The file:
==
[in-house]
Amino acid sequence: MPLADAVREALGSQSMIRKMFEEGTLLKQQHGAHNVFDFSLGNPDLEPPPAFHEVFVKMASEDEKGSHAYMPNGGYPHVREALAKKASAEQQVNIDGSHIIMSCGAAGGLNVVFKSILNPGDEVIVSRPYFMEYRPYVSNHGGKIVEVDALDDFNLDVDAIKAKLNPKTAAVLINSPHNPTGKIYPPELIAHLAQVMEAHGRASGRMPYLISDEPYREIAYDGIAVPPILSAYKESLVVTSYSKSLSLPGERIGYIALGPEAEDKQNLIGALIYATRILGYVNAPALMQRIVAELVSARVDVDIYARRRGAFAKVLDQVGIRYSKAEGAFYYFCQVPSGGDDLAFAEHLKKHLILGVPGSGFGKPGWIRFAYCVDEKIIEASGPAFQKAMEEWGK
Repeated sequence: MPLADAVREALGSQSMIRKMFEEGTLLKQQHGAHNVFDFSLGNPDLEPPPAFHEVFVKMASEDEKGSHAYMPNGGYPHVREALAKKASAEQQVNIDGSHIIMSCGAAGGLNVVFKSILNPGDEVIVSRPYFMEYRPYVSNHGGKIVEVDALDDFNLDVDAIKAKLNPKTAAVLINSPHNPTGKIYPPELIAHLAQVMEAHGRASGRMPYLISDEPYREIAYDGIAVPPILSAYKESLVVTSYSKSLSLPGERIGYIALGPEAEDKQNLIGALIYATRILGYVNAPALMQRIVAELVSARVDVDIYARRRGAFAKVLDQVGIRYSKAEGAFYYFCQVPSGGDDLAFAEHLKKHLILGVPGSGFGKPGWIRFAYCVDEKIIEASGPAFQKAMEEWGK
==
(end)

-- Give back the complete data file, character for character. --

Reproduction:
[in-house]
Amino acid sequence: MPLADAVREALGSQSMIRKMFEEGTLLKQQHGAHNVFDFSLGNPDLEPPPAFHEVFVKMASEDEKGSHAYMPNGGYPHVREALAKKASAEQQVNIDGSHIIMSCGAAGGLNVVFKSILNPGDEVIVSRPYFMEYRPYVSNHGGKIVEVDALDDFNLDVDAIKAKLNPKTAAVLINSPHNPTGKIYPPELIAHLAQVMEAHGRASGRMPYLISDEPYREIAYDGIAVPPILSAYKESLVVTSYSKSLSLPGERIGYIALGPEAEDKQNLIGALIYATRILGYVNAPALMQRIVAELVSARVDVDIYARRRGAFAKVLDQVGIRYSKAEGAFYYFCQVPSGGDDLAFAEHLKKHLILGVPGSGFGKPGWIRFAYCVDEKIIEASGPAFQKAMEEWGK
Repeated sequence: MPLADAVREALGSQSMIRKMFEEGTLLKQQHGAHNVFDFSLGNPDLEPPPAFHEVFVKMASEDEKGSHAYMPNGGYPHVREALAKKASAEQQVNIDGSHIIMSCGAAGGLNVVFKSILNPGDEVIVSRPYFMEYRPYVSNHGGKIVEVDALDDFNLDVDAIKAKLNPKTAAVLINSPHNPTGKIYPPELIAHLAQVMEAHGRASGRMPYLISDEPYREIAYDGIAVPPILSAYKESLVVTSYSKSLSLPGERIGYIALGPEAEDKQNLIGALIYATRILGYVNAPALMQRIVAELVSARVDVDIYARRRGAFAKVLDQVGIRYSKAEGAFYYFCQVPSGGDDLAFAEHLKKHLILGVPGSGFGKPGWIRFAYCVDEKIIEASGPAFQKAMEEWGK